Framing in policy processes: a case study from hospital planning in the National Health Service in England

Lorelei Jones, Mark Exworthy

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28 Citations (Scopus)
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This paper reports from an ethnographic study of hospital planning in England undertaken between 2006 and 2009. We explored how a policy to centralise hospital services was espoused in national policy documents, how this shifted over time and how it was translated in practice. We found that policy texts defined hospital planning as a clinical issue and framed decisions to close hospitals or hospital departments as based on the evidence and necessary to ensure safety. We interpreted this framing as a rhetorical strategy for implementing organisational change in the context of community resistance to service closure and a concomitant policy emphasising the importance of public and patient involvement in planning. Although the persuasive power of the framing was limited, a more insidious form of power was identified in the way the framing disguised the political nature of the issue by defining it as a clinical problem. We conclude by discussing how the clinical rationale constrains public participation in decisions about the delivery and organisation of healthcare and restricts the extent to which alternative courses of action can be considered.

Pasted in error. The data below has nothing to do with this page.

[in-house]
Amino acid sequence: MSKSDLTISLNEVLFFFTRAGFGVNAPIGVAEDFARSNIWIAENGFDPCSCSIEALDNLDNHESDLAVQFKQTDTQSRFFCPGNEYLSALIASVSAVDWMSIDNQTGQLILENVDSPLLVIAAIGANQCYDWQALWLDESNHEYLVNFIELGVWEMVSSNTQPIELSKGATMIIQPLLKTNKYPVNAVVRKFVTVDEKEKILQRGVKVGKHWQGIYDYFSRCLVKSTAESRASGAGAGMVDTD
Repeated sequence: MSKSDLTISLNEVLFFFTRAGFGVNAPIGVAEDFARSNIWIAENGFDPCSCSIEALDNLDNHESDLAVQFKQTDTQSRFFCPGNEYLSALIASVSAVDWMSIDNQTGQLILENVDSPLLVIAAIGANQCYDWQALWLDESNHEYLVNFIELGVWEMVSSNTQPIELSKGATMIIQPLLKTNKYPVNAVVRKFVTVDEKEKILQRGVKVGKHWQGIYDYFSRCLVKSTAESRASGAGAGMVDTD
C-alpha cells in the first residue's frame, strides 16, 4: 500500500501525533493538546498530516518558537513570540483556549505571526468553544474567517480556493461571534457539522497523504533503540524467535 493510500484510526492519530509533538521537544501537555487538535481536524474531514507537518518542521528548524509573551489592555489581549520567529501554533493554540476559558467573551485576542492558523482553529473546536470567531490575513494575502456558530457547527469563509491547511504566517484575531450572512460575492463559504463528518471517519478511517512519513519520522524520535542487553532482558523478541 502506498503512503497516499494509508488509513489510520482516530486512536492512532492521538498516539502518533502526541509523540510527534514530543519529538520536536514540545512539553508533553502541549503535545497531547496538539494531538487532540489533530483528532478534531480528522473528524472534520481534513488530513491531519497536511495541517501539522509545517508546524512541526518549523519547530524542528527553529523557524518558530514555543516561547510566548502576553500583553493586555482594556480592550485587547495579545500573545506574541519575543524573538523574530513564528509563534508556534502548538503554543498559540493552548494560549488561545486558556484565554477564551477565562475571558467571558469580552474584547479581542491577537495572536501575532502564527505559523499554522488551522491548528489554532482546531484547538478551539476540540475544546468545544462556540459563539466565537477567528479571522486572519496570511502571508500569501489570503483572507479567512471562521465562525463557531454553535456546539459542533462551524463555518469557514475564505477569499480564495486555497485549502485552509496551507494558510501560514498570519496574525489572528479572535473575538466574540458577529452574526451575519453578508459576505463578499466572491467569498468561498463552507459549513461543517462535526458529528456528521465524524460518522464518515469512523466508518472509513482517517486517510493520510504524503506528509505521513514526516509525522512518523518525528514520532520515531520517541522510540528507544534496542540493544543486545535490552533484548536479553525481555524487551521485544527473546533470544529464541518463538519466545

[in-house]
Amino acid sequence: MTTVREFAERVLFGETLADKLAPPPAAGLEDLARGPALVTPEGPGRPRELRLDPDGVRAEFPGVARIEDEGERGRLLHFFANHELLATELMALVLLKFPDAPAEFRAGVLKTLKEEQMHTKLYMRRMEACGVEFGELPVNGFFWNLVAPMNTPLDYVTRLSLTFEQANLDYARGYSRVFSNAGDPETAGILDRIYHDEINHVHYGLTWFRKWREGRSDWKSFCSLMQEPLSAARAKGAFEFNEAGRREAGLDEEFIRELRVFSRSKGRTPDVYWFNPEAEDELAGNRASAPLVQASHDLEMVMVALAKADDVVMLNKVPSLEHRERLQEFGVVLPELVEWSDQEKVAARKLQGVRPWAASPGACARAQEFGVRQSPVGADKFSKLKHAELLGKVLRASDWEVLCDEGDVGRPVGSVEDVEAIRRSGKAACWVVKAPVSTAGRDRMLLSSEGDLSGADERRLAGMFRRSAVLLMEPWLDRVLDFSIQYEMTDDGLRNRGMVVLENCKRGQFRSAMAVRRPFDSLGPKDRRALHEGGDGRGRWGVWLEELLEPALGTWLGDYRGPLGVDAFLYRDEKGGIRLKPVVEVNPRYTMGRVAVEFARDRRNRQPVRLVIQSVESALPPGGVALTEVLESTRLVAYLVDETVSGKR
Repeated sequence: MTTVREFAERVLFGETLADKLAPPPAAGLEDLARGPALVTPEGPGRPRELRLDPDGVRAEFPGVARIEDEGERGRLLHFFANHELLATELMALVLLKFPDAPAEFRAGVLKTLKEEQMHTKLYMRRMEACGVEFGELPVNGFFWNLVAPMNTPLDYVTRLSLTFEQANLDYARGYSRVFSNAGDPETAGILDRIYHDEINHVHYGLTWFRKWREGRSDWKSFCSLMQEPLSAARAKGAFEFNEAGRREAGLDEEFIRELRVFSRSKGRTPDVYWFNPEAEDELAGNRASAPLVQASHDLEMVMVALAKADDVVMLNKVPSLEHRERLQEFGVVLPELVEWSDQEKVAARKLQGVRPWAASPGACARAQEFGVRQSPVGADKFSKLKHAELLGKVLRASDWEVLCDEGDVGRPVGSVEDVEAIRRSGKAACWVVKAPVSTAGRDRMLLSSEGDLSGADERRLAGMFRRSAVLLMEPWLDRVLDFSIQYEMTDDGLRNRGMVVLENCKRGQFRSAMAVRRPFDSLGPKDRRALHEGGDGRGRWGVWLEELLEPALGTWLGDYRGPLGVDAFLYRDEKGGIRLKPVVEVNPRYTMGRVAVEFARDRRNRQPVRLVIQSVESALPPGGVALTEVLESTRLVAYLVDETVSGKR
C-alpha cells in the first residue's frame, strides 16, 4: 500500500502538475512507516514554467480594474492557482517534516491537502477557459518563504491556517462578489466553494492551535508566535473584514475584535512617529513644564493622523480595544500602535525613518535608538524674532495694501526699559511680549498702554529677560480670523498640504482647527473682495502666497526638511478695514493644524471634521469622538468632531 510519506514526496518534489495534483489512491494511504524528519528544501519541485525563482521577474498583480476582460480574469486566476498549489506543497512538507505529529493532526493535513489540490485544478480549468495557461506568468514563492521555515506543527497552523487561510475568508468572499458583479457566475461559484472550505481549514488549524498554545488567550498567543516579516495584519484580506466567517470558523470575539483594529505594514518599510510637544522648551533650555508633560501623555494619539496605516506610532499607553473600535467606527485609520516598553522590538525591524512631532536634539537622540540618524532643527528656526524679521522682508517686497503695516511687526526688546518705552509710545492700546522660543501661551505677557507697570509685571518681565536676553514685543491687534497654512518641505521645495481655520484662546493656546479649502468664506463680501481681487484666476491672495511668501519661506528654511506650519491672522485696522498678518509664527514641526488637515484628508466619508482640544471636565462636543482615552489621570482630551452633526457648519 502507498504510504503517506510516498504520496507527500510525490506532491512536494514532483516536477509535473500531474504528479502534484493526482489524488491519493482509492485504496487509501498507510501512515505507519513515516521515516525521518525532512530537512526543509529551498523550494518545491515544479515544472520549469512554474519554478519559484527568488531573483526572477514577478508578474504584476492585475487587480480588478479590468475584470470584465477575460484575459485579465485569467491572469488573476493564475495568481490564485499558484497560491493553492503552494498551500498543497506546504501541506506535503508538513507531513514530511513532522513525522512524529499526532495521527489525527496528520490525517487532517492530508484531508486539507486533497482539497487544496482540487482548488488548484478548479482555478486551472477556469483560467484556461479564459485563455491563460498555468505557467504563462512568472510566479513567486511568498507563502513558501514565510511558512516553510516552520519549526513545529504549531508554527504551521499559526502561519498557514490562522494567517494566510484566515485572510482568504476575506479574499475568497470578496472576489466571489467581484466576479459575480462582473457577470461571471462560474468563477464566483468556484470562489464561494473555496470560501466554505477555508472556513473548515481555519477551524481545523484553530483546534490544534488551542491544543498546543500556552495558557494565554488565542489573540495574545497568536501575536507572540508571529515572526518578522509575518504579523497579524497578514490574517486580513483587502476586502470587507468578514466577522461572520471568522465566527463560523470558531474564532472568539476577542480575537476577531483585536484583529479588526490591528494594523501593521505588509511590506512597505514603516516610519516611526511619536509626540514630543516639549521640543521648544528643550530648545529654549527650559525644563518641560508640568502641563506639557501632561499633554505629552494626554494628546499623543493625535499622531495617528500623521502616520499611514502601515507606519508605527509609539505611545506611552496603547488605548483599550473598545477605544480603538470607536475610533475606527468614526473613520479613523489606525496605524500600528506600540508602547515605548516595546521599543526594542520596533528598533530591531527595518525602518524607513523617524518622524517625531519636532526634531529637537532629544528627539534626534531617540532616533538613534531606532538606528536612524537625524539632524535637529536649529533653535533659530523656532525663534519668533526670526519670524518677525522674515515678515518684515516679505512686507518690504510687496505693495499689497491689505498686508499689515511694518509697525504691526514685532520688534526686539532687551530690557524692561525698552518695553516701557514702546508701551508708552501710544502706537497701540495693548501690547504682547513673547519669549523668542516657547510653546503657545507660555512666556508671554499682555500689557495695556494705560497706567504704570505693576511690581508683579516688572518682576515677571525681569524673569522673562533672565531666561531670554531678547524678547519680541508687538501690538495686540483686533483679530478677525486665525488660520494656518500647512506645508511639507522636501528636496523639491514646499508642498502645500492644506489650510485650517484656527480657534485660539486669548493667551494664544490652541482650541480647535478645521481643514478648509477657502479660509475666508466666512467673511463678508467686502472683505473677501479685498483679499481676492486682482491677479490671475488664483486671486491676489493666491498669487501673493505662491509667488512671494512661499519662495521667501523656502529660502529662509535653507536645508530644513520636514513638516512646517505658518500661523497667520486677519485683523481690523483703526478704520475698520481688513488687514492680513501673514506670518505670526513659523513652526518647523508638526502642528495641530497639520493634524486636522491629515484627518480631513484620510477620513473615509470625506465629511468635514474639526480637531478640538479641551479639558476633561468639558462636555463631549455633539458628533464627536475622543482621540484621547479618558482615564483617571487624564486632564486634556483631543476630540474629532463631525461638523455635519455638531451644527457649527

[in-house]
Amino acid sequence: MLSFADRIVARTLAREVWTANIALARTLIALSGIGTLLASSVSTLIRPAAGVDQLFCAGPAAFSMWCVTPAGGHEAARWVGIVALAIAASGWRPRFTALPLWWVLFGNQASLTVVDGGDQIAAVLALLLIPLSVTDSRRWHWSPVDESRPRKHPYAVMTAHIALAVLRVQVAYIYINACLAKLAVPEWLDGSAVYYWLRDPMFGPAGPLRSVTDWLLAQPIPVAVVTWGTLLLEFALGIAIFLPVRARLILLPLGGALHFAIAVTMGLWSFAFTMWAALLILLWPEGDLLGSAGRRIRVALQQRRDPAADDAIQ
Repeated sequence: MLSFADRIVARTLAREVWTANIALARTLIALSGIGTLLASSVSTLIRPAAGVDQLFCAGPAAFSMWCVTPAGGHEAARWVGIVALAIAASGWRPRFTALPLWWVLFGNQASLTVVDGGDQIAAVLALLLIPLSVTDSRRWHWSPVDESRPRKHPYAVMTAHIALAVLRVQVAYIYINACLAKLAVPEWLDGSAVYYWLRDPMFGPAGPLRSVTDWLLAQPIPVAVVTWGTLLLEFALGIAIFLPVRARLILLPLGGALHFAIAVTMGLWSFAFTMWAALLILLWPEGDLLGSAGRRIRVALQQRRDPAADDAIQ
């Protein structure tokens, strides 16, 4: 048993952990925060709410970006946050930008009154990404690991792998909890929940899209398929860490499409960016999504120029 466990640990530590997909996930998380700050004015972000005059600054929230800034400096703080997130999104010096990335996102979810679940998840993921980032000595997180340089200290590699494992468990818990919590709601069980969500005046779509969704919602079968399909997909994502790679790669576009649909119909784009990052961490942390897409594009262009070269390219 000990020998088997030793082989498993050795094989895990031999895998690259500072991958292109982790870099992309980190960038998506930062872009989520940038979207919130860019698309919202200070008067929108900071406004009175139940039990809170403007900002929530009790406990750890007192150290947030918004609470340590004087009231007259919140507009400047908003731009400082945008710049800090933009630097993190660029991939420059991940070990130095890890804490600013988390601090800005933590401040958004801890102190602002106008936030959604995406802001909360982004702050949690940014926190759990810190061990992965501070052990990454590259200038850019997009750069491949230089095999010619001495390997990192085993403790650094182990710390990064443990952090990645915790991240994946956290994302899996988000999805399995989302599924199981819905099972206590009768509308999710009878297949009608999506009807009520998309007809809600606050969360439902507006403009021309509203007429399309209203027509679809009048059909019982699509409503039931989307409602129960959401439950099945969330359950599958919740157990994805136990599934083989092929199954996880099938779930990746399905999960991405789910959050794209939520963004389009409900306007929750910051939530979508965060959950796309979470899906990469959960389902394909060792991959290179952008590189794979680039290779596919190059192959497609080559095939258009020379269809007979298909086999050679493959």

Original languageEnglish
Pages (from-to)196-204
Number of pages9
JournalSocial Science & Medicine
Early online date20 Nov 2014
Publication statusPublished - Jan 2015


  • England
  • NHS
  • Healthcare policy
  • Ethnography
  • Rhetoric
  • Discourse


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